Diabetic macular edema was diagnosed as either clinical or with SD-OCT or angiographic evidence of macular edema, and these eyes were excluded from this study.
The SD-OCT images were obtained using the Spectralis HRA+OCT imaging device (Heidelberg Engineering). The SD-OCT imaging protocol comprised 31 horizontal B-scans per volume scan of 20° × 20° in the macula, and each B-scan included an average of 30 frames. Retinal volume was measured using the incorporated software of the SD-OCT. The tracking feature of the Heidelberg Spectralis HRA+OCT was used. This feature allows every OCT B-scan to be registered to its exact location on the infrared image, which was superimposed onto the relevant FA frames, hence facilitating point-to-point correlations of the retinal imaging findings between the FA and SD-OCT.
Two observers (L.M.J. and A.A.F.), masked to any associated information and FA findings, analyzed the pathologic changes on the SD-OCT scans independently. For each patient, the scans were qualitatively evaluated as normal or with the presence of thinning of the inner retina and/or outer nuclear layer (ONL) or disruption of the external limiting membrane, inner segment–outer segment (IS/OS) junction, and OS–retinal pigment epithelium junction. In situations of disagreement between readers, consensus was reached by an open discussion.
This study included a total of 13 eyes of 9 diabetic patients aged 34 to 58 years. The mean duration of DM was 14.5 years. Nine eyes showed either an enlargement of the FAZ and/or capillary nonperfusion in the macula, which tightly colocalized with outer retinal disruption on the SD-OCT. We did not see generalized outer retinal disruption in these patients, but rather a very close spatial correspondence between the outer retinal disruption and the region of FAZ enlargement and/or macular nonperfusion, suggesting a possible causal relationship. Four fellow eyes with a normal FAZ and macular perfusion served as controls and did not show any retinal abnormalities on SD-OCT. Five fellow eyes that did not meet the inclusion criteria were excluded. The demographic characteristics and ocular findings are summarized in the Table.
The imaging findings in eyes with capillary nonperfusion are shown in Figure 1, Figure 2, and Figure 3. Figure 4 shows an example of a nonischemic control fellow eye (case 2).
A man in his early 50s had a history of hypertension, hyperlipidemia, and type 2 DM treated with insulin and oral medications (pioglitazone hydrochloride and glipizide). The right eye, included in the study, had undergone macular laser treatment inferotemporal to the fovea 5 years prior. The macular laser treatment was outside the nonperfused area revealed by FA, and there was no evidence of DME either clinically or angiographically (Figure 1A and B). The left eye was excluded because of DME.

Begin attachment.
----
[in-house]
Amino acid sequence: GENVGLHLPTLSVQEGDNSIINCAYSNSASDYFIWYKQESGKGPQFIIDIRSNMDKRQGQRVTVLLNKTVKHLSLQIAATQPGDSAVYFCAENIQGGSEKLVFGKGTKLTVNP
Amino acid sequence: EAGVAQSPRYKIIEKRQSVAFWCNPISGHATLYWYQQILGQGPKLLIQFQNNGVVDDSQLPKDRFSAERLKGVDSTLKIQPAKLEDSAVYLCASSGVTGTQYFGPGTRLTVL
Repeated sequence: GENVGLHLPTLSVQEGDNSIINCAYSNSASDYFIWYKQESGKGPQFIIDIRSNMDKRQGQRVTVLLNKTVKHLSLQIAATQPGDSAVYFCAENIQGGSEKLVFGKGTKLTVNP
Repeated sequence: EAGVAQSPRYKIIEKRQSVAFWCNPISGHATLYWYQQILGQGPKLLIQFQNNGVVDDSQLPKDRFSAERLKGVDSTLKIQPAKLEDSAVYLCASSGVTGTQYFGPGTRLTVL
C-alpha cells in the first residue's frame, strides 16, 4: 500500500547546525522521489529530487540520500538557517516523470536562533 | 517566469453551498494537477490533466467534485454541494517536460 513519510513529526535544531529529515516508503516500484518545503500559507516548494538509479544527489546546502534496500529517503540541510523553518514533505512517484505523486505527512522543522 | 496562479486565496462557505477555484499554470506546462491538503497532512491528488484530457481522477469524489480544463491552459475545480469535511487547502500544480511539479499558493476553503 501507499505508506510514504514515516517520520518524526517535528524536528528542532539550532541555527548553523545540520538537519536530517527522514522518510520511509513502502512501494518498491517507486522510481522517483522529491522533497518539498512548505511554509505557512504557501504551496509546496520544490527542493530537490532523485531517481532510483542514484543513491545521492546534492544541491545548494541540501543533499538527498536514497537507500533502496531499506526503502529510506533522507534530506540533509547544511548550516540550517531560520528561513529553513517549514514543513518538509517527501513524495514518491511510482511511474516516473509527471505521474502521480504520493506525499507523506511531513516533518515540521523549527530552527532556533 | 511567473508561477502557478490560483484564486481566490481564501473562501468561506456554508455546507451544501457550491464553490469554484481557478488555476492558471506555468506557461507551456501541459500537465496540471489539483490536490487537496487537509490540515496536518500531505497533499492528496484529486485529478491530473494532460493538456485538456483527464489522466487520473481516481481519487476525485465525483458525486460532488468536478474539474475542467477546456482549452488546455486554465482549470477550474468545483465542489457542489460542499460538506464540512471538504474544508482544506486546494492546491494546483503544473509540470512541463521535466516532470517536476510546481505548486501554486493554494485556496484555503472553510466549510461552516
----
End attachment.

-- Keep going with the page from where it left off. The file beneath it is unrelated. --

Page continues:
A woman in her mid-30s had a history of hypertension and type 2 DM treated with insulin. Her DM was recently controlled with a rapid decrease in glycated hemoglobin from 11.3% to 8.1% of total hemoglobin (to convert to proportion of total hemoglobin, multiply by 0.01). Both eyes were included in the study. The left eye had severe NPDR and macular capillary nonperfusion (Figure 1C and D). The right eye served as a control because it showed normal macular perfusion (Figure 4).
A man in his late 50s had a history of hypertension and type 2 DM treated with oral medications (nateglinide, sitagliptin phosphate, and glipizide). Both eyes were included in the study. In the right eye, FA showed an enlargement of the FAZ, a large area of nonperfusion, and the presence of fine retinal neovascularization temporal to the macula (Figure 1E and F). The left eye had a normal FAZ and no retinal abnormalities on SD-OCT scans and served as a control.
A woman in her late 50s had a history of hypertension, hyperlipidemia, and type 2 DM treated with insulin. The right eye was excluded because of the presence of DME and previous anti–vascular endothelial growth factor injections. The left eye, included in the study, had undergone macular laser treatment superior to the fovea 5 years prior. The macular laser treatment was outside the area of macular nonperfusion on FA and the eye did not show any evidence of angiographic or clinical DME (Figure 2A and B).
A man in his early 40s had a history of hypertension, chronic kidney disease, and type 2 DM treated with insulin. The right eye, included in the study, showed evidence of macular nonperfusion (Figure 2C and D). The left eye had undergone surgery for traction retinal detachment and was excluded.
A man in his early 50s had a history of hypertension and type 2 DM treated with an oral medication (glipizide) and insulin. The right eye was excluded because of the presence of DME and previous anti–vascular endothelial growth factor injections. The left eye, included in the study, had macular ischemia in the setting of inactive PDR (Figure 2E and F).
A man in his late 30s had a history of hypertension and type 1 DM and had undergone pancreas and kidney transplantation 4 years prior to presentation. The right eye was excluded because of the presence of a vitreous hemorrhage. The left eye, included in the study, had macular capillary nonperfusion in the setting of inactive PDR and a history of cataract extraction (Figure 3A and B).